Microsoft Still Losing Millions On Surface

Panos Panay, corporate vice president of Microsoft, introduces a Surface 2 tablet with an integrated kickstand, Monday, Sept.
Panos Panay, corporate vice president of Microsoft, introduces a Surface 2 tablet with an integrated kickstand, Monday, Sept. 23, 2013 in New York. Microsoft says the Pro 2 also offers a 75 percent improvement in battery life over the previous model. (AP Photo/Mark Lennihan)

It sounds impressive: Microsoft in its latest quarter doubled sales of Surface -- the tablet it hoped would compete with the iPad -- and brought in twice as much revenue from the product as it did in the previous three-month period.

But the Redmond, Wash.-based company still managed to lose millions on its tablets.

In its earnings report on Thursday, Microsoft said it sold $893 million worth of Surface tablets in the three months that ended Dec. 31, up from $400 million in the previous quarter. That was more than the $853 million in Surface sales for Microsoft's entire fiscal 2013, which ended in June. But the company's "cost of revenue" -- what it cost to sell the tablets -- was a whopping $932 million in the latest period.

Microsoft just couldn't spark sales of the original Surface RT, the supposed "iPad Killer," after it launched in 2012. The software giant was way too late to the tablet game, Surface wasn't available at many stores, and with a starting price of $500, the product failed to gain traction. The company reported a $900 million charge last summer to reflect a $150 price cut on unsold Surface inventory, and has since slashed the price even more to make room for the second generation of Surface, which went on sale last fall.

(Microsoft seemed to learn from its Surface RT mistake and didn't ship enough of its second-generation Surface devices to keep stores stocked during the holiday shopping season.)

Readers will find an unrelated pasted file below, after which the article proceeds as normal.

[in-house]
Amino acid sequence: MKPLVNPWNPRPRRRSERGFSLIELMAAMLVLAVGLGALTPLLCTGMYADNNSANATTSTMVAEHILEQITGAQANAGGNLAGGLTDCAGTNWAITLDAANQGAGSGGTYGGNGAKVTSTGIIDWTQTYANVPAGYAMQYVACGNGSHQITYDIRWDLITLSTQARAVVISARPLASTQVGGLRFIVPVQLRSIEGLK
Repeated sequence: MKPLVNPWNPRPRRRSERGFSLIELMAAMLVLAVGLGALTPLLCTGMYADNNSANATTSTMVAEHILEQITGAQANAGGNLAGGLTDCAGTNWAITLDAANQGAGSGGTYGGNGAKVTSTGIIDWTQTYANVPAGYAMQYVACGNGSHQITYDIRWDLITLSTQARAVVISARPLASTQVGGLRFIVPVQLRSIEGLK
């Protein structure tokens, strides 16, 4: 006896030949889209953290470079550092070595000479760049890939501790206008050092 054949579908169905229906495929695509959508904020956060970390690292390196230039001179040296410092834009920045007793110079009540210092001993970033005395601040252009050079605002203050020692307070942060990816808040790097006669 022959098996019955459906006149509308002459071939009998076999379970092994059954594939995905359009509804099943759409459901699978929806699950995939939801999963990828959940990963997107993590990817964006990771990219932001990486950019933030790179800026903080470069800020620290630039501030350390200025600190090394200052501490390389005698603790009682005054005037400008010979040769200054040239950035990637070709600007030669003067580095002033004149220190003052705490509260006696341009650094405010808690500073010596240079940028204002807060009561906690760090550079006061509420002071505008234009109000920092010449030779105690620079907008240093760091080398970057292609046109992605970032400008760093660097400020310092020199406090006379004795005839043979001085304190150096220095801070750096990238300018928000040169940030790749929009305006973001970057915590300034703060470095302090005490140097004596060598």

Over the past few months, Microsoft has been selling what was once a $500 tablet for as little as little as $199, less than the cost of its parts.

A "considerable amount" of Microsoft's Surface sales in its latest quarter could have been driven by the discontinued, heavily discounted tablets, Tim Coulling, a senior analyst at Canalys, a technology market research firm, said after Microsoft's earnings call with analysts and investors. "A significant portion of what was sold was sold at a loss."

Consumers seemed to respond to the price cut, at least: According to InfoScout, an analytics company, the Surface RT priced at $199 was the top-selling product at Best Buy on Black Friday. The Surface, as it's now called, is still being sold in Microsoft's online store with a starting price of $299. Microsoft didn't break down sales by Surface type, but in prepared remarks, Amy Hood, Microsoft's CFO, said the company "saw improved sales of Surface RT" in the latest quarter.

But Coulling said that selling older products at a loss is "unsustainable." He warned of dark days ahead, after Microsoft blows through its inventory of Surface tablets and consumers are forced to pay more for the Surface 2 and Surface Pro 2, which start at $449 and $899, respectively. (A Microsoft spokeswoman did not comment on whether the Surface RT is still being manufactured.)

It's a huge challenge, given that you can pick up a large-screened iPad for $399 and a handful of Android tablets for even less, Coulling said.

"Until they can reduce that price, they're always going to struggle against iPad and against the cheaper Android products," Coulling said. "They need to find a way of making their own Surface products cheaper, and also at the same time making Windows tablets that their partners sell … cheaper."

Even with the Surface sales surge, Microsoft has a long way to go. According to IDC, the technology research firm, Apple shipped 29.7 percent of all tablets worldwide in the third quarter of 2013, while Samsung shipped 19.7 percent. Microsoft shipped 0.7 percent.

Toward the end of the earnings call, one analyst remarked that Surface is still losing money, and asked Microsoft's Hood how many of the tablets the company would need to sell "to make some money."

"We've learned a lot over the course of this journey," Hood said, "and we have to make more meaningful progress … I think we've made a big leap from [version one] to [version two], and I look forward to making leaps as we go forward in our product road map. But I do think it's more to think about it as a goal we absolutely have as we continue to innovate the line."

Microsoft posted strong results for the quarter, exceeding analysts' expectations. The stock rose 3.5 percent in extended trading Thursday after the earnings report.